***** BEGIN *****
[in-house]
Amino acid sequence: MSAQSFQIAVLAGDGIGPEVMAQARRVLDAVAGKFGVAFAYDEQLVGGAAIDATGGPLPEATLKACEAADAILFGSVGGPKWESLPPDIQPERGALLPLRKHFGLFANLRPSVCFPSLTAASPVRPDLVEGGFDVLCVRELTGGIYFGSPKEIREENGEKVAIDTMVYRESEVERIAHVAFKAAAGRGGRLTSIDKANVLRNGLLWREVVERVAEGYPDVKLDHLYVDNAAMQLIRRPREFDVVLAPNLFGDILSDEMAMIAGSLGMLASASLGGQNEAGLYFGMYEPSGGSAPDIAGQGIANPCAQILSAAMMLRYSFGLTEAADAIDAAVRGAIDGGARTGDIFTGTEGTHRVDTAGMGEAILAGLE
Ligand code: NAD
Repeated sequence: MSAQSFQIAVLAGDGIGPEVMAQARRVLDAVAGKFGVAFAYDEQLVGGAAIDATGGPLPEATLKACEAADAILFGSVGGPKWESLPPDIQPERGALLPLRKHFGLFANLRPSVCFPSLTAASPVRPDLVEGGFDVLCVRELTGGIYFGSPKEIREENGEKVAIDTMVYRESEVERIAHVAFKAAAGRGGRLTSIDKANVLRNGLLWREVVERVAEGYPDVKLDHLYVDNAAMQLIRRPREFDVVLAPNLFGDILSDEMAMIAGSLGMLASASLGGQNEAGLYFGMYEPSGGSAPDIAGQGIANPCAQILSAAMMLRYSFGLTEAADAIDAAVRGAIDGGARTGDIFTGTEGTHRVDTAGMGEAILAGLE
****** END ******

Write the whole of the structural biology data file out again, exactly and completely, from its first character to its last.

[in-house]
Amino acid sequence: MSAQSFQIAVLAGDGIGPEVMAQARRVLDAVAGKFGVAFAYDEQLVGGAAIDATGGPLPEATLKACEAADAILFGSVGGPKWESLPPDIQPERGALLPLRKHFGLFANLRPSVCFPSLTAASPVRPDLVEGGFDVLCVRELTGGIYFGSPKEIREENGEKVAIDTMVYRESEVERIAHVAFKAAAGRGGRLTSIDKANVLRNGLLWREVVERVAEGYPDVKLDHLYVDNAAMQLIRRPREFDVVLAPNLFGDILSDEMAMIAGSLGMLASASLGGQNEAGLYFGMYEPSGGSAPDIAGQGIANPCAQILSAAMMLRYSFGLTEAADAIDAAVRGAIDGGARTGDIFTGTEGTHRVDTAGMGEAILAGLE
Ligand code: NAD
Repeated sequence: MSAQSFQIAVLAGDGIGPEVMAQARRVLDAVAGKFGVAFAYDEQLVGGAAIDATGGPLPEATLKACEAADAILFGSVGGPKWESLPPDIQPERGALLPLRKHFGLFANLRPSVCFPSLTAASPVRPDLVEGGFDVLCVRELTGGIYFGSPKEIREENGEKVAIDTMVYRESEVERIAHVAFKAAAGRGGRLTSIDKANVLRNGLLWREVVERVAEGYPDVKLDHLYVDNAAMQLIRRPREFDVVLAPNLFGDILSDEMAMIAGSLGMLASASLGGQNEAGLYFGMYEPSGGSAPDIAGQGIANPCAQILSAAMMLRYSFGLTEAADAIDAAVRGAIDGGARTGDIFTGTEGTHRVDTAGMGEAILAGLE